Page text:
In San Antonio, Mills quickly won over teammates by turning towel waving into performance art and hooking up his guitar to the P.A. system on the team charter to serenade them with songs such as Sam Cooke’s “Cupid.” But he wasn’t really contributing on the floor. “In the playoffs you have to trust a guy completely,” says Popovich, who used Mills for only 14 minutes during the 2013 Finals. “That first year he was a little bit of a wild card. He’d make turnovers at critical times. We needed to inject him with a little more point guard savvy rather than that two guard ‘I’m gonna let it fly’ mentality.”
Mills sat down at the end of the season and, he says, “had a good think.” He made himself over physically, adopting a variation on the paleo diet and halving his body fat to below 7%. “He’d been a little bit of a chub,” says Popovich, who noticed that the extra pounds impaired Mills’s ability to defend. “As soon as he came to camp we noticed he was quicker, faster.”
The payoff was immediate. According to numbers run by SportVU, Mills covered more distance per 48 minutes last season than any other player in the league. His newfound fitness showed particularly in the effectiveness of his pull-up jumper in transition. The PUJIT is among the most difficult shots to sink consistently, yet when it drops, it can be a tire iron upside an opponent’s head. A year ago Mills made 48% of his PUJITs, a rate far greater than that of anyone else in the league who launched them as often. Given Mills’s fitness and court coverage, no one begrudges him his PUJITs. “You earn the right to take those,” says teammate Boris Diaw, a forward from France, “if you’re impeccable on D.”
With last June’s title, Mills went from the guy waving a towel to the one waving a flag. Over the summer the Spurs re‑signed him for three years even though he had been diagnosed with a torn rotator cuff during his exit physical. It turned out he had been laying out for all those loose balls with a bum right shoulder.
The Spurs knew he would miss the first two months of this season recovering from surgery, but of the decision to commit $12 million to keep an injured free agent, Popovich says, “It wasn’t even a question. Obviously he can shoot the basketball and has a lot of energy. But he’s beloved on this team for his enthusiasm, his kindness, his understated gravitas. As long as I’m here, he’s going to be here. Unless we can’t afford him.”
With additional injuries this season to Parker, Finals MVP Kawhi Leonard and Brazilian center Tiago Splitter, all starters, the defending champions are only just rounding into form, having won seven of their previous eight games through Sunday. “I want the ball to move like it did last year in the playoffs, and I haven’t seen that yet,” Popovich says. “We’ve had guys who’ve been out coming back, pressing a little bit and wanting it too much, instead of trusting each other and the system.”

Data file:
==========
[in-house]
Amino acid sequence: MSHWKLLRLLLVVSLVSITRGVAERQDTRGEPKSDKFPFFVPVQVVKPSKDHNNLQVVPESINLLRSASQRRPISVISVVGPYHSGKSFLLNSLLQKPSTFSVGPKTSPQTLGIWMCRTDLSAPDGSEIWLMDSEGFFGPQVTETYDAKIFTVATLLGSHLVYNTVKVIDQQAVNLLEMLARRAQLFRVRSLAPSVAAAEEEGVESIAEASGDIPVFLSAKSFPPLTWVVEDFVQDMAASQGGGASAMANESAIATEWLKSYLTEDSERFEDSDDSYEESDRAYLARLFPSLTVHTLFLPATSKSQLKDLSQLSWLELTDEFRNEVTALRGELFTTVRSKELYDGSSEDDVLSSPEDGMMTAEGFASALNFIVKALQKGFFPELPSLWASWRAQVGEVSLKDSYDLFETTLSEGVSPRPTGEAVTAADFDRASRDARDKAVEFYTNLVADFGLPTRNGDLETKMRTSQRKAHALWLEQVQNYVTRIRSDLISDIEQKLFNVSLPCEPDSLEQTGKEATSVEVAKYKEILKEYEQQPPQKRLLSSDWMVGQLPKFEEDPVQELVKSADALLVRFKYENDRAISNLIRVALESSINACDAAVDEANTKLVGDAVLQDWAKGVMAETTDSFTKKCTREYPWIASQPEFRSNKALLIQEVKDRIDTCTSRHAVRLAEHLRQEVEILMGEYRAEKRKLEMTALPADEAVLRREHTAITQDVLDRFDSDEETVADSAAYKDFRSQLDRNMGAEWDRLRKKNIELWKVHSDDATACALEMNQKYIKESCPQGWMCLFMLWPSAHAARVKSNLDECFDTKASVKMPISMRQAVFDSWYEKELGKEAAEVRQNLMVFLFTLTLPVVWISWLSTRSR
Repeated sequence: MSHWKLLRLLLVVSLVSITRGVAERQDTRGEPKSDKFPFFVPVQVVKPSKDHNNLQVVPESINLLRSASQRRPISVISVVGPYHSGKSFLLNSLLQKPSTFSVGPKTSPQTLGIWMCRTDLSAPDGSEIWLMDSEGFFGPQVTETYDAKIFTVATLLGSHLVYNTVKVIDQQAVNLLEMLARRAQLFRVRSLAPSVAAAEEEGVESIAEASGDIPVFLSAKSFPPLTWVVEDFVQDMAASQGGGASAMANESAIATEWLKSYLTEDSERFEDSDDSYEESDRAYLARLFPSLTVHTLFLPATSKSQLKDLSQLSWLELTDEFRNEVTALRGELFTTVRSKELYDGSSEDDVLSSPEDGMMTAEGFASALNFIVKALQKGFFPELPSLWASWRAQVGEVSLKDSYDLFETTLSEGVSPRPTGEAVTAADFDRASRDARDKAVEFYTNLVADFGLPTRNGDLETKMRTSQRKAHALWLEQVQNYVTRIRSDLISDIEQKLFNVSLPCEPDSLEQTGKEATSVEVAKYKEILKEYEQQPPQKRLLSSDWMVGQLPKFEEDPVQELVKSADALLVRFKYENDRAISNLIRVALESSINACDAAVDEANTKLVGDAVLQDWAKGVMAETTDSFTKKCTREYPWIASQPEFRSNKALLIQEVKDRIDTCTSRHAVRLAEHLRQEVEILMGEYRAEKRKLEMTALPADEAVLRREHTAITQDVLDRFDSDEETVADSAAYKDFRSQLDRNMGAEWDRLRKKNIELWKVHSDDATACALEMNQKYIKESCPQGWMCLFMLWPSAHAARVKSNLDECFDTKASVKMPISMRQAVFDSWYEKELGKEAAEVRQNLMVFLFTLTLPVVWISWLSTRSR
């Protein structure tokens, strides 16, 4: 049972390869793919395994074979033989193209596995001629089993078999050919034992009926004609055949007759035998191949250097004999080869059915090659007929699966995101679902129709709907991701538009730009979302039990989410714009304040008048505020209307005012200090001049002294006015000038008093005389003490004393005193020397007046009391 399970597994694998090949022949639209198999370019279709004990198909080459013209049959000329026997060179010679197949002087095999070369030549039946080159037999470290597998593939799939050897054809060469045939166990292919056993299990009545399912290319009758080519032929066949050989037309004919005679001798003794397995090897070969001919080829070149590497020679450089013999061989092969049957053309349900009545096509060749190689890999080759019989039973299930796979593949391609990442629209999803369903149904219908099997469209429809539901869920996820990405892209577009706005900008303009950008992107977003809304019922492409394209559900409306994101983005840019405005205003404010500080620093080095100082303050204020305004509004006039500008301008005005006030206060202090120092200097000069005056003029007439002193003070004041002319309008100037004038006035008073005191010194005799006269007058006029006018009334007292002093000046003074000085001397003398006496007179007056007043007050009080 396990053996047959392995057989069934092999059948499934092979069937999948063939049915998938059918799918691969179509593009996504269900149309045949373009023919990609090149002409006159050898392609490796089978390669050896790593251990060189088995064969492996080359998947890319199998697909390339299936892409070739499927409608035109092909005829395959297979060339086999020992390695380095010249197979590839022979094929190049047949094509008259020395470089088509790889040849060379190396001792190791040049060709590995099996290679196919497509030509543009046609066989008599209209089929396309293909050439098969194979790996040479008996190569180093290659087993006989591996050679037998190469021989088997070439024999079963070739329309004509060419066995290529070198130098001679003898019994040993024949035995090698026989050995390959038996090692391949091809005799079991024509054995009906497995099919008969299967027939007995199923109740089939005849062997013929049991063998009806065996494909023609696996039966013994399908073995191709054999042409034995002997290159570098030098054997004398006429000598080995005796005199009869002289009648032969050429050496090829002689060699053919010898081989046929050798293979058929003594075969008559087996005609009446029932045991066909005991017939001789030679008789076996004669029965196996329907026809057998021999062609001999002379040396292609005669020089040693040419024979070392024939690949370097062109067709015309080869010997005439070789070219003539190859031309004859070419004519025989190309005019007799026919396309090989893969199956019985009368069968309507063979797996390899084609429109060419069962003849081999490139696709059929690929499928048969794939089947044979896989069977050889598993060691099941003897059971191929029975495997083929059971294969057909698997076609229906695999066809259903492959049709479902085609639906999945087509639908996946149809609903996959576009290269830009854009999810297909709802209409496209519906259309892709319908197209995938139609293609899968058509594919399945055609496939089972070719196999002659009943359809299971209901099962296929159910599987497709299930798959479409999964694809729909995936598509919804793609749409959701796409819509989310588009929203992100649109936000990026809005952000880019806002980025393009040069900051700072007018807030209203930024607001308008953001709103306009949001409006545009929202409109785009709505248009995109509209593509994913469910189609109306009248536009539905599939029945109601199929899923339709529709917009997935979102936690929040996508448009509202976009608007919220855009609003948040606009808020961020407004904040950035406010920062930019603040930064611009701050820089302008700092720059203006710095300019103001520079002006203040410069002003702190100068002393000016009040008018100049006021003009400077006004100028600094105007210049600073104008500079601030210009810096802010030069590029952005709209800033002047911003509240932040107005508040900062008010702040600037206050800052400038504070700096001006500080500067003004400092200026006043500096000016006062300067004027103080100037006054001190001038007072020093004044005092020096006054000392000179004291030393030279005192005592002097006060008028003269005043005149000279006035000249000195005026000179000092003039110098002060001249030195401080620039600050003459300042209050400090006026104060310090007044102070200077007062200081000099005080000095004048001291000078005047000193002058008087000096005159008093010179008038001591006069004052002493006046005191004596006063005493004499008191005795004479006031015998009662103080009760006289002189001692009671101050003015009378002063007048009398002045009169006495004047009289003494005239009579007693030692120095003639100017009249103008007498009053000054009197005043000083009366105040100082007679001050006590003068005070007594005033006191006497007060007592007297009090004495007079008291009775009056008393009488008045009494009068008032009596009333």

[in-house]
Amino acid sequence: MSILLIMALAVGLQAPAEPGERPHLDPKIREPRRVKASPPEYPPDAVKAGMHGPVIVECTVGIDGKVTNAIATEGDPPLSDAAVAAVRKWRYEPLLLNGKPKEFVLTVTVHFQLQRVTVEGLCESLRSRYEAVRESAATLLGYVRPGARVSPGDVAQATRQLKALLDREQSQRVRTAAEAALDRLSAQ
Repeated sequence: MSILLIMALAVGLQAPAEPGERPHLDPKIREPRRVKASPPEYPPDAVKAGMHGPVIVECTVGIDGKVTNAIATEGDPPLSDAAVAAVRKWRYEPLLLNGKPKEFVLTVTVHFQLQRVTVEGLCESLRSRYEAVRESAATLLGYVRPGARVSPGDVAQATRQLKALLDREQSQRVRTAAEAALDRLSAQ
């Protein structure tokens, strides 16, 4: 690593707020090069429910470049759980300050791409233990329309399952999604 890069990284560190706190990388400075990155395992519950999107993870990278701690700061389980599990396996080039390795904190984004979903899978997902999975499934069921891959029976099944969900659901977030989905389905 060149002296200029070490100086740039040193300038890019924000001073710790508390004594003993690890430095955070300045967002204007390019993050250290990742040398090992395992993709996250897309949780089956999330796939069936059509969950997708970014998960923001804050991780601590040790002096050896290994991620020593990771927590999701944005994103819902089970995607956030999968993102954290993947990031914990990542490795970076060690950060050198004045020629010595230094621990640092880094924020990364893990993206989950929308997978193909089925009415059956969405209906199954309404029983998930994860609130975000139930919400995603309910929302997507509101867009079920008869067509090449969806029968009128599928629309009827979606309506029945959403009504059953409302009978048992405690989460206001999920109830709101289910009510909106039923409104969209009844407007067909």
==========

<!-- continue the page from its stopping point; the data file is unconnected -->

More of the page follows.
The coach’s diagnosis comes before a home game against Sacramento, the first after the Spurs’ annual three-week exile while the rodeo comes through town. The Kings, playing for their third coach of the season, don’t have the stability to match the San Antonio Stonecutters, who know that, eventually, they’ll strike that 101st blow. And so the game unspools: The Spurs stand a point down after a quarter, go up double digits by halftime and wind up 27-point victors. The win features flashes of last spring’s ball rotation and touch passing, and Mills operates smoothly in his accustomed role as Parker’s backup. “He’s just beginning,” Popovich says, “to feel his oats again.”
As always, the Spurs use their awareness of one another’s stories as they ramp up for the playoffs. On Mills’s recommendation, Manu Ginóbili, the swingman from Argentina, has seen Rabbit-Proof Fence and spoken with Yvonne Mills during her visits to San Antonio. Patty has shared with Ginóbili, Diaw and Splitter video of himself doing island dances and explained the choreographed narratives of island life and legends. “We always say, Someday we’ll meet on Thursday Island,” says Ginóbili, who’s among the Spurs who call one another bala, the Torres Strait honorific for brother.
“We talk a lot about what we want to do after our careers are over,” Diaw says. “With Patty, it always comes back to his heritage. One thing he wants to do is help make Mabo Day a national holiday in Australia.”
Three years after the High Court’s ruling, only hours after Eddie Mabo’s family sanctified his life with a traditional tombstone unveiling at his grave site in Queensland, vandals defiled the headstone with swastikas and racial slurs. Relatives hastily had the body exhumed and moved to Murray Island, to be reburied on the land for which Mabo had fought. But the incident underscores how, even with the signatures of more than one million white citizens in “Sorry Books” since the late 1990s, and Prime Minister Kevin Rudd’s formal apology to the Stolen Generations in 2008, Australia’s journey to reconciliation remains fitful.
Aussies make a fetish of sportsmanship, calling their country the Land of the Fair Go. But racism has a long track record in Australian sport, extending to the recent past. Before Aboriginal high jumper Percy Hobson won a gold medal at the 1962 Commonwealth Games, in Perth, Australian track and field officials told him to keep quiet about his “background.” Frank Reys, the only Aboriginal jockey to win the Melbourne Cup, in ’73, stressed his father’s Filipino heritage to smooth his acceptance in horse racing. In ’93, Aussie Rules football star Nicky Winmar, fed up with racist chants at the stadium in Collingwood, a suburb of Melbourne, faced the crowd, lifted his shirt and pointed proudly at his skin. The gesture, captured in a photograph by a Melbourne newspaper, finally began to roll back the abuse that had been tolerated in the sport for years.